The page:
Grandt Line makes an On2 Gilpin Tram link and pin coupler set in plastic that is acceptable. Not perfect, but usable.

Alexander HO Sclae Link & Pin. They are too large for HO but will work for S Scale. They require a coupler box the same size as a Kadee #4 and use that style mounting. They might be able to be screwed to a car with no box at all. Does anyone have current contact information for Alexander Scale Models?

The Back Shop is now offering an On3 Link & Pin that drops into a standard KD #5 box.

Russ Simpson makes a West Side Link & Pin in On3 that is small and Mac Neil (available from Coronado Scale Models) makes a brass Gilpin On2 unit that is also very small.

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3 Responses to Maine Sn2 Coupler FAQ:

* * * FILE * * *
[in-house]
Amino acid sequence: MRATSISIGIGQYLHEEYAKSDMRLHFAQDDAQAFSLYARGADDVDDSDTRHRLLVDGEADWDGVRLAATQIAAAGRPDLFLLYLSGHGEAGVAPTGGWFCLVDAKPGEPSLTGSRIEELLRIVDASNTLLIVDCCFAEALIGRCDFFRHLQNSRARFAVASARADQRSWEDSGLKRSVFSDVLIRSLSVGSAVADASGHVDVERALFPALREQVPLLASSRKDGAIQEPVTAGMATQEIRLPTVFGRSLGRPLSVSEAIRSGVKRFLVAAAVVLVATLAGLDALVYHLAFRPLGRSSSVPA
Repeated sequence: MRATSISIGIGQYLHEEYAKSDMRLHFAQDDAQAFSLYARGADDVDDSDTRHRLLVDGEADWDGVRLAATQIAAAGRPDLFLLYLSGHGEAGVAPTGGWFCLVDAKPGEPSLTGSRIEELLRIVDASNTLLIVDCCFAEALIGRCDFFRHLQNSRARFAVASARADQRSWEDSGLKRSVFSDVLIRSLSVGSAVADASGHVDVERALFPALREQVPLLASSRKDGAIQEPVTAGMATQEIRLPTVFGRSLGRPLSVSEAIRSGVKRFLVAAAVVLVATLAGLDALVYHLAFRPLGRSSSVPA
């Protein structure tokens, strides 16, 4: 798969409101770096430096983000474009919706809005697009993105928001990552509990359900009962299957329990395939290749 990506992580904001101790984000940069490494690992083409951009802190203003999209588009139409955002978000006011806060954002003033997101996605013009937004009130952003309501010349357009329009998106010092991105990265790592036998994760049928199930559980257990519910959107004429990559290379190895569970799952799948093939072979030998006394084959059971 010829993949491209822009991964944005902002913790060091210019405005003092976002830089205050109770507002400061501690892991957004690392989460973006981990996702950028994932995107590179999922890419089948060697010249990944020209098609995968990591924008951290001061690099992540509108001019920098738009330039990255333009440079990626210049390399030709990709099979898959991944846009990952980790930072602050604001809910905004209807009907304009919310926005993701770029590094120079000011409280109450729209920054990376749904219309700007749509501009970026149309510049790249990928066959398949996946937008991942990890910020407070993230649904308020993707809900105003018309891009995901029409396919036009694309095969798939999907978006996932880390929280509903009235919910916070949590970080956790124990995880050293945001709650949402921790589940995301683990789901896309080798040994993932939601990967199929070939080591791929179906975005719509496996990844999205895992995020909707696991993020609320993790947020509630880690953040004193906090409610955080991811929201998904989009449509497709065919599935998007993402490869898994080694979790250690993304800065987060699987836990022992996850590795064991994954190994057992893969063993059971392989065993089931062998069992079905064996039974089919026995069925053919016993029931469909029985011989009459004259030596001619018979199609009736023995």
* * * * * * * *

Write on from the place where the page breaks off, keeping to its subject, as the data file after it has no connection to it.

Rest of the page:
1. Trevor says:

    Interesting thinking. Has it changed at all now that several more years have passed and new developments have occurred – eg: the introduction of Sn2 brass for Maine prototypes?

    • narrowtracks says:


      A thought provoking question….I’m not sure what you refer to as new developments. The only development I can think of is that Sergents are available assembled. While sergents are a great appeal to smaller layouts, I’m not sure they are for everyone, so not sure they should be a standard or RP.

      For me, the HOn3 coupler is easy enough to operate and is reliable. The extra depth the HOn3 coupler has over the n-scale coupler has helped in reliability on the Sn2 Crew setups. They modular setups have minor humps at the module joins, so a taller/deeper coupler is less likely to result in train separation.